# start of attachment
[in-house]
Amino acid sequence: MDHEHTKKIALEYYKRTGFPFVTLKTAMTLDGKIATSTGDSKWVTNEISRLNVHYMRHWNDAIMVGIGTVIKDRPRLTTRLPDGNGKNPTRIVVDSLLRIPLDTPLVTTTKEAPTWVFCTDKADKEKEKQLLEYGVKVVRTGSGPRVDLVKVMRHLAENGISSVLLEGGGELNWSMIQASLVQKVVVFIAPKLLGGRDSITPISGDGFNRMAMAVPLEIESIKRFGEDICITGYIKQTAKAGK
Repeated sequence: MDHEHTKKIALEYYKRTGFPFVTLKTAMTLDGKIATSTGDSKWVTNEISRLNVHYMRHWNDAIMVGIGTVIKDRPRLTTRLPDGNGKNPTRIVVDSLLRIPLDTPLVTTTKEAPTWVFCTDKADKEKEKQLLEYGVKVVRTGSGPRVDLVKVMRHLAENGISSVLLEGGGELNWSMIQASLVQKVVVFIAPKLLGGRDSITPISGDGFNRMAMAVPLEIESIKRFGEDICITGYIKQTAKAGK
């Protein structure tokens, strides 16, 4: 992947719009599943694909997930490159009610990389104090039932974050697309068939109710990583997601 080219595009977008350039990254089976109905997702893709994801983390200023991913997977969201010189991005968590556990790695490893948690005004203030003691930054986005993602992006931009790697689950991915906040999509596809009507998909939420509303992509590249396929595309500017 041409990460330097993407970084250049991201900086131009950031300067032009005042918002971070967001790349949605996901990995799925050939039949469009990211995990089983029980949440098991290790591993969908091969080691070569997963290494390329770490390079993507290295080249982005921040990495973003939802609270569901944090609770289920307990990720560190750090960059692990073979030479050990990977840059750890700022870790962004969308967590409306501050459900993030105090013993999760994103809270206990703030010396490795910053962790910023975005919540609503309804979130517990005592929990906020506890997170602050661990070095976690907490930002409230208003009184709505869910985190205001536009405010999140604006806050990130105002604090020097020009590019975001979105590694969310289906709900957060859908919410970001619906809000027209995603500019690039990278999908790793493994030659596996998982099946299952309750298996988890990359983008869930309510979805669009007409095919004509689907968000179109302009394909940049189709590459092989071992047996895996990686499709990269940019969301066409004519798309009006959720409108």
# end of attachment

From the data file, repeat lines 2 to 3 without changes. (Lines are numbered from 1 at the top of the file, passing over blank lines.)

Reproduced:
Amino acid sequence: MDHEHTKKIALEYYKRTGFPFVTLKTAMTLDGKIATSTGDSKWVTNEISRLNVHYMRHWNDAIMVGIGTVIKDRPRLTTRLPDGNGKNPTRIVVDSLLRIPLDTPLVTTTKEAPTWVFCTDKADKEKEKQLLEYGVKVVRTGSGPRVDLVKVMRHLAENGISSVLLEGGGELNWSMIQASLVQKVVVFIAPKLLGGRDSITPISGDGFNRMAMAVPLEIESIKRFGEDICITGYIKQTAKAGK
Repeated sequence: MDHEHTKKIALEYYKRTGFPFVTLKTAMTLDGKIATSTGDSKWVTNEISRLNVHYMRHWNDAIMVGIGTVIKDRPRLTTRLPDGNGKNPTRIVVDSLLRIPLDTPLVTTTKEAPTWVFCTDKADKEKEKQLLEYGVKVVRTGSGPRVDLVKVMRHLAENGISSVLLEGGGELNWSMIQASLVQKVVVFIAPKLLGGRDSITPISGDGFNRMAMAVPLEIESIKRFGEDICITGYIKQTAKAGK